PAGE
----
Pastoral Message – November 13, 2022

Pastoral Message – November 13, 2022

“See that you not be deceived.”

When FBI agents learn to identify counterfeit bills, they do not study fake bills.  Instead, they spend hours studying genuine currency so that they can gain a complete understanding of how it looks and feels.  Knowing the real thing intimately makes it easier to spot counterfeits.  In almost every endeavor, the key to knowing falsehood is deeply knowing and understanding the truth.  This particularly applies in matters of our faith.  While the Psalmist tells us that, “The Lord comes to rule the earth with justice,” Satan comes to rule the world with deception.  To counter the three strategies of Satan, Jesus gives us three warnings in today’s Gospel: “Do not be deceived,” “Do not be afraid,” and, “Do not give up.”  That’s why it is so important for us to read about our faith, to hear it proclaimed, and to study it.  We deepen our knowledge of the truth by attending Mass and by participating in Bible Study or small faith groups where we can ask questions and discuss our faith so that we can better understand it.  This helps us to avoid being deceived or trapped by the evil influences of this world.

When Jesus says, “Do not be deceived,” He is well aware that humans have been battling the deception of Satan from the earliest moments of creation.  It started with Satan’s encounter with Eve at the Tree of Knowledge of Good and Evil.  To accomplish his deception, he followed a three-step approach that he still uses today:  Dispute, Deny, and Displace.

First, Satan disputes God’s Word.  Satan asks Eve, “Did God really say, ‘You must not eat from any tree in the garden’?”  He suggested to Eve that somehow she had misunderstood what God said.  We think that we know God’s Word, but then someone comes and says that there is a new interpretation of what God has said or that the Bible couldn’t possibly mean what we think that it means.  That’s when we might get confused.  Once we start thinking that we don’t really know God’s Word, we become vulnerable.  In our doubt, we are more willing to listen to those who dispute His Word.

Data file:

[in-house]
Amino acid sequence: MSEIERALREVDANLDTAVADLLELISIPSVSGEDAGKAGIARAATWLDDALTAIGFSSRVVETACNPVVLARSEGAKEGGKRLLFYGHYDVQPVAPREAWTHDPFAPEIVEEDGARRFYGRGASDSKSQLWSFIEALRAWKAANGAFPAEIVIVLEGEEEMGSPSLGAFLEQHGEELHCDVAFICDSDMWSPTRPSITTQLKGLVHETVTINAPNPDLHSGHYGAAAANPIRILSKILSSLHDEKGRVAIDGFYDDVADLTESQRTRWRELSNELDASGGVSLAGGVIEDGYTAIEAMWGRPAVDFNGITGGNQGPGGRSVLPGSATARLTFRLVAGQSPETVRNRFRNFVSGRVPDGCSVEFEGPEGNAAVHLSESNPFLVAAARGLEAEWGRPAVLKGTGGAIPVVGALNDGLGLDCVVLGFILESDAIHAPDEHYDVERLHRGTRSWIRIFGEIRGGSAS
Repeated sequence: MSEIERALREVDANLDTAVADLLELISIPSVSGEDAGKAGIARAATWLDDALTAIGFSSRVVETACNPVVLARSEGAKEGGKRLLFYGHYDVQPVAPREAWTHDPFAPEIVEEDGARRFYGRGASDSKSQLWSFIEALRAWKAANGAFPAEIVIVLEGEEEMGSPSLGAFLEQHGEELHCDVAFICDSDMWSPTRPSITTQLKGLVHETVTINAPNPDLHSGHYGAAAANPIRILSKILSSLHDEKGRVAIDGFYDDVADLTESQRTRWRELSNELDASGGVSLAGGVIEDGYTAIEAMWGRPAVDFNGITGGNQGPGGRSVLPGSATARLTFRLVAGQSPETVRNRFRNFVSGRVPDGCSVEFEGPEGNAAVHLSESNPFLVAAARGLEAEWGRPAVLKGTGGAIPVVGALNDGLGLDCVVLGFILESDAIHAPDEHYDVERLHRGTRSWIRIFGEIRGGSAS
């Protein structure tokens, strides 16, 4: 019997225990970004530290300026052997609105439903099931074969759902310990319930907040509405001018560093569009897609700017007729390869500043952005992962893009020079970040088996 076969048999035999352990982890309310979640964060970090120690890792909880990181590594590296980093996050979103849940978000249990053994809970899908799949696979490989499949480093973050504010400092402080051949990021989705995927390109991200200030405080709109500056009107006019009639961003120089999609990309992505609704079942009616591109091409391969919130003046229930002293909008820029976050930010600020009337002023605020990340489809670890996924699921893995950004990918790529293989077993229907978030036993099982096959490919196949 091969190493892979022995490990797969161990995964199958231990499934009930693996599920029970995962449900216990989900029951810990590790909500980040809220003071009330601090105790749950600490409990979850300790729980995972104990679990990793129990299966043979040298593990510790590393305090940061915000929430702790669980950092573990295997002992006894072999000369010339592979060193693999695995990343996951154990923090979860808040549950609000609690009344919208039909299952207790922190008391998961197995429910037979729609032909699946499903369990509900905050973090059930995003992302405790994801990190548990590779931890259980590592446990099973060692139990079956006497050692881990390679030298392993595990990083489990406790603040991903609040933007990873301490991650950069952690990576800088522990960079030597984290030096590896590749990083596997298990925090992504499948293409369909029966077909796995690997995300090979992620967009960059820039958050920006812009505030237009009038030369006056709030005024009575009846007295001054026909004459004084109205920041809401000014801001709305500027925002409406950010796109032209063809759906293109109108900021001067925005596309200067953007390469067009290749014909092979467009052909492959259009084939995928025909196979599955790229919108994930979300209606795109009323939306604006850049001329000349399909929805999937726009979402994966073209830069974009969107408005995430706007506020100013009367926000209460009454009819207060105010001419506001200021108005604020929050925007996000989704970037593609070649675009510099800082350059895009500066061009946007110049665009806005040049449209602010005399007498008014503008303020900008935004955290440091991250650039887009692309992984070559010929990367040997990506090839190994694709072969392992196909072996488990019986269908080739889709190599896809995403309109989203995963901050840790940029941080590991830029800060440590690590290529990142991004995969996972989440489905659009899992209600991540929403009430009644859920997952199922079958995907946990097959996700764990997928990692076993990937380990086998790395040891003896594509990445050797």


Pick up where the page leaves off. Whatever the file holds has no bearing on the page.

Second, Satan denies God’s Word.  Satan says to Eve that, even if she eats of the tree, she “will surely not die.”  The road from doubt to denial is very short.  When we entertain doubts about God’s Word, we become open to the arguments of those who deny God’s Word and may be persuaded to deny God’s Word.  Doubts can only properly be resolved if we are looking in the right places for answers.  Dr. David Jeremiah describes it very well in his book, Until He Comes, “… every time you try to find an interpretation of a Scripture that will permit you to do something you know is wrong…it isn’t long until Satan drives a truck through that opening and dumps a load of stinking garbage in your life.”  We cannot allow our doubts to be the entry point for outright denial.

Third, Satan displaces God’s Word.  Satan tells Eve that, instead of leading to the end of her life, eating the forbidden fruit will actually give her a far better life: “For God knows that in the day that you eat of it your eyes will be open and you will be like God, knowing good and evil.”  In other words, it doesn’t matter what God told you; go ahead, do whatever you want to do.  Once we do not care about what God says, we give Satan a foothold into our lives.

When Jesus says, “do not be terrified…” He knows that we live in a world that seems to have embraced evil and forgotten God.  He is reminding us that we can be calm and confident if we truly trust in God and believe that He is in control.  Unfortunately, many people arrogantly challenge Christian values and beliefs and prefer to place their hopes in things and circumstances instead of in God.  This approach is especially popular when times are good.  In tragedy, however, it is rare to see people taking comfort in atheism.  In the days following the 9-11 attacks, churches were full of people.  Some were praying for the victims, others were seeking refuge from evil, still others were seeking comfort in God’s loving embrace.  In times of tragedy, conflict, and despair, God is the only true beacon of hope and peace.  There is no reason to be terrified if we build our lives on the solid foundation of Jesus Christ.

Finally, when Jesus tells us, “Do not give up,” He recognizes that we often face events that will shake our faith.  When life is comfortable, God is irrelevant to most people and they say that there is no need of God.  But when the world is shaken by terrifying events it looks for hope.  That is our opportunity to direct them to the source of all hope – Jesus Christ.  When those who hope in this world are disappointed, frustrated, angry and afraid, we can explain that we are calm and hopeful because we have an intimate relationship with God who is the hope and purpose of our lives.  We don’t give up and run away from God, we run toward Him and try to bring others with us.

Do not be deceived.  Do not be afraid.  Do not give up.

Fr. Mike

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